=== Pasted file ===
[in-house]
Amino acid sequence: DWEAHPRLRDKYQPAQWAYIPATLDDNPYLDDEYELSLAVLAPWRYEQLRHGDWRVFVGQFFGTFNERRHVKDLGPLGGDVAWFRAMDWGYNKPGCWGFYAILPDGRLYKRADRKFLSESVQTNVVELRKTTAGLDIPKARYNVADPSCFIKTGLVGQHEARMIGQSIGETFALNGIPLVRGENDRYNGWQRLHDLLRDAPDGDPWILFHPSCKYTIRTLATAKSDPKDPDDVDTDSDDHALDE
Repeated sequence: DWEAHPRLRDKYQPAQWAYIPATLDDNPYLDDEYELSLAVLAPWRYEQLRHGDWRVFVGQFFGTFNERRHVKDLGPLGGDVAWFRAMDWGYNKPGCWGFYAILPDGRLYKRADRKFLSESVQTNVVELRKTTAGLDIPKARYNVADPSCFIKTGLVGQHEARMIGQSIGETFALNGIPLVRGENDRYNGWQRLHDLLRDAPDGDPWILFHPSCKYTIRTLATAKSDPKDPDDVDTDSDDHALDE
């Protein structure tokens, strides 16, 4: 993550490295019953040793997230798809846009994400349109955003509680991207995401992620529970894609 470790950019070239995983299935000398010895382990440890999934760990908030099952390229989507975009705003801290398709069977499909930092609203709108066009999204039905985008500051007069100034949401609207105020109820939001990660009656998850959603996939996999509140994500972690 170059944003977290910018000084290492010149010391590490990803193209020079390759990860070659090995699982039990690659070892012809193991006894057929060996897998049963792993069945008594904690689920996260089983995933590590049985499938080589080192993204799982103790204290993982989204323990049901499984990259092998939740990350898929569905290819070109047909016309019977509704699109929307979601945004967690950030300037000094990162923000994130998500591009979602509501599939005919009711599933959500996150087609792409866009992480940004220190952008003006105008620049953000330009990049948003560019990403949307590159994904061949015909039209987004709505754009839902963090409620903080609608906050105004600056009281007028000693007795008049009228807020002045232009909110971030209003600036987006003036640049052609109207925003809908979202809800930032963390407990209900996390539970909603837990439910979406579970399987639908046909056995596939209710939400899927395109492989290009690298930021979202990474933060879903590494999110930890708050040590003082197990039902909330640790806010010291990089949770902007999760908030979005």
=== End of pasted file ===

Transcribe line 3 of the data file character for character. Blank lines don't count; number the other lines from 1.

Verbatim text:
Repeated sequence: DWEAHPRLRDKYQPAQWAYIPATLDDNPYLDDEYELSLAVLAPWRYEQLRHGDWRVFVGQFFGTFNERRHVKDLGPLGGDVAWFRAMDWGYNKPGCWGFYAILPDGRLYKRADRKFLSESVQTNVVELRKTTAGLDIPKARYNVADPSCFIKTGLVGQHEARMIGQSIGETFALNGIPLVRGENDRYNGWQRLHDLLRDAPDGDPWILFHPSCKYTIRTLATAKSDPKDPDDVDTDSDDHALDE